Four-year old Kaylee Sowards has defied incredible odds. Her parents, Pamela Sue "Suzie" and Brian Sowards, want to be able to take their little miracle with them wherever they go.
With a wheelchair-accessible van, the growing family could transport Kaylee in her bubblegum-pink wheelchair.
Kaylee has the light-up toys and cuddly stuffed animals any toddler might own. But a breathing machine and the rack that holds her feeding tube are also a part of her daily life.
Kaylee was born with Trisomy 18.
According to the Trisomy 18 Foundation, about one in 3,000 babies is born with the condition. The chromosome disorder is usually fatal; babies who are born with it rarely live more than a few days. The lucky ones -- less than 10 percent -- live to see their first birthday.
She can't walk or talk, but Kaylee is learning to communicate through a special touch board. She works with speech, physical and occupational therapists. She also has three nurses who spend about 60 hours per week with her.
After a few battles with pneumonia this winter, Suzie Sowards said she thinks Kaylee is getting stronger.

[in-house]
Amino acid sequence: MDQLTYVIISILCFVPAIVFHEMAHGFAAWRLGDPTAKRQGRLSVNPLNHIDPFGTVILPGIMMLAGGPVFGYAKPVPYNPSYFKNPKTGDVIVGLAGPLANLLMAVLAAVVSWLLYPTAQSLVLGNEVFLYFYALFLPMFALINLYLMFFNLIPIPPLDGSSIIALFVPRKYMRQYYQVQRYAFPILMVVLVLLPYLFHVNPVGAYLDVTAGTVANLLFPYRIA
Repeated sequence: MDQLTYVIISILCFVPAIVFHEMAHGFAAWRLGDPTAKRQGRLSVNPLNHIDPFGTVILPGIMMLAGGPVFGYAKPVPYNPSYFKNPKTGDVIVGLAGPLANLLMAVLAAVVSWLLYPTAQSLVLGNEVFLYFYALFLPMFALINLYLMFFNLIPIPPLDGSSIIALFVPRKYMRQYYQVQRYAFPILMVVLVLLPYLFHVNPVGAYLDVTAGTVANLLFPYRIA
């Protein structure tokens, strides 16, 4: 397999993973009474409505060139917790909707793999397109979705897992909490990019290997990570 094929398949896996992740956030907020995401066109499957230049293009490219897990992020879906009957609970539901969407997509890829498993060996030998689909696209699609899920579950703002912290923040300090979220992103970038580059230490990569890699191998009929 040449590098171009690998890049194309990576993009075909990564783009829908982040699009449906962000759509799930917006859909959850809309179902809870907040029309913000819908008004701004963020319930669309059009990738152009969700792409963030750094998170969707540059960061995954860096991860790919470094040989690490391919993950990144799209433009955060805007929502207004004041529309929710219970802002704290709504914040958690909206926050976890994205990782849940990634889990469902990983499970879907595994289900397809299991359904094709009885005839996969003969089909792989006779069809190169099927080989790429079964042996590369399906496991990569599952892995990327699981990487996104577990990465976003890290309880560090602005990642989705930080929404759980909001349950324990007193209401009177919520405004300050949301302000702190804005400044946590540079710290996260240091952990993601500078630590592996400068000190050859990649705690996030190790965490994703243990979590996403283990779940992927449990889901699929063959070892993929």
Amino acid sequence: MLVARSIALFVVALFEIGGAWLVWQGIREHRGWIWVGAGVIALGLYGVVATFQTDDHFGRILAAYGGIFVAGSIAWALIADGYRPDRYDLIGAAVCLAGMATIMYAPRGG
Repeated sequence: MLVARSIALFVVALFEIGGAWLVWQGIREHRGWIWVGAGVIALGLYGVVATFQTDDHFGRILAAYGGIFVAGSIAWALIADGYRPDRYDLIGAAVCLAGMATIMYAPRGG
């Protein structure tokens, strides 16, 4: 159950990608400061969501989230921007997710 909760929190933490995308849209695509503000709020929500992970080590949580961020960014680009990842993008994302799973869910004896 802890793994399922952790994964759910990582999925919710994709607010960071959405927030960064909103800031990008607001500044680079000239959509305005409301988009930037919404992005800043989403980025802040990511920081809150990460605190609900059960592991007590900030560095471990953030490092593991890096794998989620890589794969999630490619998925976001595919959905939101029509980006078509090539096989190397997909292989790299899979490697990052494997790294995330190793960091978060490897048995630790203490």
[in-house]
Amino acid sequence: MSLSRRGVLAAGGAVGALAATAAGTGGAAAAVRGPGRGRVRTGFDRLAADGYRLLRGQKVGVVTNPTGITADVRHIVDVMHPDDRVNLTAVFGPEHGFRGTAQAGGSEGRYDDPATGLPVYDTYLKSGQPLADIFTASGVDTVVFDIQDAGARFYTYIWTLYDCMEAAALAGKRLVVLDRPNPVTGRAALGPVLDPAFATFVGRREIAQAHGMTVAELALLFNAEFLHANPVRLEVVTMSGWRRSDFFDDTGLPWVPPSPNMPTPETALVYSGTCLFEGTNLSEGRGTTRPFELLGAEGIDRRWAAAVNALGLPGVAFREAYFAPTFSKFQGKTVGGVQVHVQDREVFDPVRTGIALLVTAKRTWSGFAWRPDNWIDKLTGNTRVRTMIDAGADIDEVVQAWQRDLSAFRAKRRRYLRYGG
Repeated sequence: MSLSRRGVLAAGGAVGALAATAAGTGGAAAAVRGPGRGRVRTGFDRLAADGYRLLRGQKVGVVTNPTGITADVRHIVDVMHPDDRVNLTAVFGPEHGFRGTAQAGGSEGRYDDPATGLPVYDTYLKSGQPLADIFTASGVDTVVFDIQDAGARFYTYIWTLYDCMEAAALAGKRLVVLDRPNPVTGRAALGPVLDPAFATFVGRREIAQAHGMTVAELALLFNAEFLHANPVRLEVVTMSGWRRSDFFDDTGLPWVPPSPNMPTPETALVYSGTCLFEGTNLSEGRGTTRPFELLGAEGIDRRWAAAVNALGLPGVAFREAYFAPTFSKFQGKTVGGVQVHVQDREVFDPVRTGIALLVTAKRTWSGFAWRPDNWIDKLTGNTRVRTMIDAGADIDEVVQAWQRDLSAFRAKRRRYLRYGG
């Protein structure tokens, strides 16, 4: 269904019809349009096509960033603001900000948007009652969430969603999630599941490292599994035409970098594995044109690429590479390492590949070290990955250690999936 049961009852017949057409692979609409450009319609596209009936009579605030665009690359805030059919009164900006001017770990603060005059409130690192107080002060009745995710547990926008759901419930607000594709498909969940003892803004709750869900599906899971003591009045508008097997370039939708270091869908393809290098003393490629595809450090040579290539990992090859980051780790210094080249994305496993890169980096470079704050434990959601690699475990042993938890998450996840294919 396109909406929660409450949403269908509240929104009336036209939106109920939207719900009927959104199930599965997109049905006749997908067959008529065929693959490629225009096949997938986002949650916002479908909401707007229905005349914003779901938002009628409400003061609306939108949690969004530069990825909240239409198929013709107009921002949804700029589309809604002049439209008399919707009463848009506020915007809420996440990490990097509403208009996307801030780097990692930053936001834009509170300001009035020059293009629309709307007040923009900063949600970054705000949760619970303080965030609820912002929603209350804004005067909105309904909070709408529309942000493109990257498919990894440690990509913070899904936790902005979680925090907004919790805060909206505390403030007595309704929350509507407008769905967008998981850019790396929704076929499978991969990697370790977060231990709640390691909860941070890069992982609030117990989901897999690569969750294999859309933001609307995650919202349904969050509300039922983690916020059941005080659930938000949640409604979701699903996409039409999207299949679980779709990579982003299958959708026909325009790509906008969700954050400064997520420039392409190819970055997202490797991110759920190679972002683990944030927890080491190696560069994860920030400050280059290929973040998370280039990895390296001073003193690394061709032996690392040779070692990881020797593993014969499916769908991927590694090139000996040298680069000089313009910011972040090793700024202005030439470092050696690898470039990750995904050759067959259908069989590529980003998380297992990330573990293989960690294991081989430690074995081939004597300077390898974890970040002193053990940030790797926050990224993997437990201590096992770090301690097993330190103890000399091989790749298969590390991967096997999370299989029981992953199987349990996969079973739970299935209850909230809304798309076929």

The family has a car that can only hold three people in addition to Kaylee and their one-year-old son, Kameron.
"It's really hard for all of us to go somewhere together," she said.
"We always want to do stuff, but we can't," said Karrie Stacy, 17, Kaylee's sister. A junior at Sandusky High, Karrie is taking classes to become a certified nurses' aide.
The family hopes to raise $28,000 for a wheelchair-accessible Chrysler Grand Caravan.
Andrea McKillips, one of Kaylee's nurses, said a van that could hold Kaylee's wheelchair would help her be less confined to her home. If the family had a van, Kaylee could go to church, doctors' appointments, the park, the zoo and even start school.
"What a little girl her age should be able to do," McKillips said.
Kaylee will turn 5 years old on Feb. 26. Some doctors said Kaylee would never survive past her first birthday.
Her father, Brian, works at Ohio Veterans Home and is especially protective of his little girl.
"He'll wear a mask at work because he doesn't want to get her sick," Suzie Sowards said.
After the winter cold and flu season has passed, Kaylee will have surgery to close the hole left her in throat by a tracheal tube that was removed two years ago.
Her speech therapist hopes that once the hole has been closed Kaylee may be able to eat on her own.
Spaghetti Dinner Wheelchair Van Benefit for Kaylee Sowards
4 - 7 p.m. Oct. 27
Faith Memorial Church, 1320 E. Strub Road
Tickets are $10 for adults, $5 for children 12 and under
For tickets, call 419-625-6147 or 419-624-0091
Donations can also be made to the Kaylee Sowards Wheelchair Van Benefit account at any Citizens Banking Co. branch